Chef’s Corner | Anthony Hubbard of CHOW Foods

Anthony Hubbard, 39, is executive chef of CHOW Foods, a Seattle-based management company with five neighborhood restaurants, including The 5 Spot in Queen Anne. CHOW’s restaurants are not glitzy, cookie-cutter copies. Walk into The 5 Spot, for instance, and you step into a comfortable, neighborhood diner that’s been in Queen Anne for decades. There’s vinyl-upholstered booths, a curving counter and locally-made original art displayed around bright, mustard-colored walls. The art and menus proclaim The 5 Spot’s food theme -- South Carolina. But that’s about the change.


Q: Do I understand that The 5 Spot is going through a menu change?

Anthony Hubbard: Your timing’s perfect. We change our menu three times a year. We’re just wrapping up Charleston, S.C., and getting ready to launch Cuba. This is exciting. This is our first non-American menu.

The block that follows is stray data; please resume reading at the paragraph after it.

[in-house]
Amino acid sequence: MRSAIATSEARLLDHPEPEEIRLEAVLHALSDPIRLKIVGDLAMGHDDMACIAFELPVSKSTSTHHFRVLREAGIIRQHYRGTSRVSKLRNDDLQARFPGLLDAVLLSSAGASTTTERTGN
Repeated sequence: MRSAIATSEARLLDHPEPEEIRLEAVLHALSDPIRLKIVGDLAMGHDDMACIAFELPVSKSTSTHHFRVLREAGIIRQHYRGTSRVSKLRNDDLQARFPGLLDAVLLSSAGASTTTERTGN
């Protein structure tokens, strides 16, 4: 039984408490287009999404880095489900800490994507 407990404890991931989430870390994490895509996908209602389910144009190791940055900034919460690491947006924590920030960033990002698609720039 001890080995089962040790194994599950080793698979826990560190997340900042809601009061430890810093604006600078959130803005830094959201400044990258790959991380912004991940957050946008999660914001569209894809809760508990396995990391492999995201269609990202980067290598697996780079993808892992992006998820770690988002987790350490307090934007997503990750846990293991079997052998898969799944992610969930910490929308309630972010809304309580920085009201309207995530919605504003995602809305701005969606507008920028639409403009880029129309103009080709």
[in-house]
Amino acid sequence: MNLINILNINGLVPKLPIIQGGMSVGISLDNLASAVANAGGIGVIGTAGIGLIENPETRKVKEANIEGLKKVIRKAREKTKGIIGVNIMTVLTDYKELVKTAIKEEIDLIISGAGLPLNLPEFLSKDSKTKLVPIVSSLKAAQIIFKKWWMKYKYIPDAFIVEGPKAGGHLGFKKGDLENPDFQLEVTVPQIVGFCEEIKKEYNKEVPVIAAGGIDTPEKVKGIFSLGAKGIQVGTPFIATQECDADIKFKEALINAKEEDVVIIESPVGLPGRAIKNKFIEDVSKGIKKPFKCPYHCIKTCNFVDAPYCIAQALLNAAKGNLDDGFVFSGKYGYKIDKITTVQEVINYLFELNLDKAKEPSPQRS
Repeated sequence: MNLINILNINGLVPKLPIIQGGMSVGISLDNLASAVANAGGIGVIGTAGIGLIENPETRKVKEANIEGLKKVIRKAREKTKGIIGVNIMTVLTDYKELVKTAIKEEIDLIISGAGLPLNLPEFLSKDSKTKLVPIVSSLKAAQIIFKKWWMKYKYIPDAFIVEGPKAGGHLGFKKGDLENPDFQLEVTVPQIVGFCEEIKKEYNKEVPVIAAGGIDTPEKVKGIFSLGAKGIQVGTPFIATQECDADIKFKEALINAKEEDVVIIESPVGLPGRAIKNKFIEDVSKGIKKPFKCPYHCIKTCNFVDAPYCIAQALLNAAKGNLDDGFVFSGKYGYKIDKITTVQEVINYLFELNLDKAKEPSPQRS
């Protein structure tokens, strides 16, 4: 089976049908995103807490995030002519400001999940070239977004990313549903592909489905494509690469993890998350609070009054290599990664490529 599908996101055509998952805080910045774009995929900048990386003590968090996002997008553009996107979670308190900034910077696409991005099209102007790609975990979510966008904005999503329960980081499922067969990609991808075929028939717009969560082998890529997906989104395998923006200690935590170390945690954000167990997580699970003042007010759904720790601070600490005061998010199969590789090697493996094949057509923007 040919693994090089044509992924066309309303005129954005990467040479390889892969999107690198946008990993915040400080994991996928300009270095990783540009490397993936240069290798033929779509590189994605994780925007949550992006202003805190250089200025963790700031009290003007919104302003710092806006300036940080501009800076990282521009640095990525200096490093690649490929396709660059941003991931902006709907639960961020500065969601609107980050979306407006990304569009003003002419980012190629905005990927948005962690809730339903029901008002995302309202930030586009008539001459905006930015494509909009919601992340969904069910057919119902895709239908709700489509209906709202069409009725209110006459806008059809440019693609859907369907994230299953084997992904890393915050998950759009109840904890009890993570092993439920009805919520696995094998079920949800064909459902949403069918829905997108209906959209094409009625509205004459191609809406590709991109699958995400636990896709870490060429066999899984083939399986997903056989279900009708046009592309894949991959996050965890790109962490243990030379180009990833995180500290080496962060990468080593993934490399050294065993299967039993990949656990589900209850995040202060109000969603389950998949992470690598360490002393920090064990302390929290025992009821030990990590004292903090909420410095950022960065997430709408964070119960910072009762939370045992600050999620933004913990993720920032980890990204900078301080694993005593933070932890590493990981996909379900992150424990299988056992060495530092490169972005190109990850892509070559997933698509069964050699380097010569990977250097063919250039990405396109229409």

Q: So this new Cuban menu is rolling out when?

Hubbard: Wednesday, July 6.


Q: I see you’ve got art up that evokes South Carolina. Will the art change?

Hubbard: Absolutely. Everything changes. From the menu cover to the decor. Some of this art was even done by people who work at this restaurant. We also have a long list of local artists. We send out an email: “OK, everybody, our next theme is Cuba. We’d like a picture of, say, Fidel Castro, or of a 1957 Chevy.” Send us your idea and we’d be happy to put your art up on the wall.


That’s so cool.

Hubbard: Yeah, it’s a lot of fun. It adds some authenticity and a little something extra that other theme restaurant don’t always have.


Q: How do you work with Jim McCarthy, The 5 Spot’s chef, to develop menus?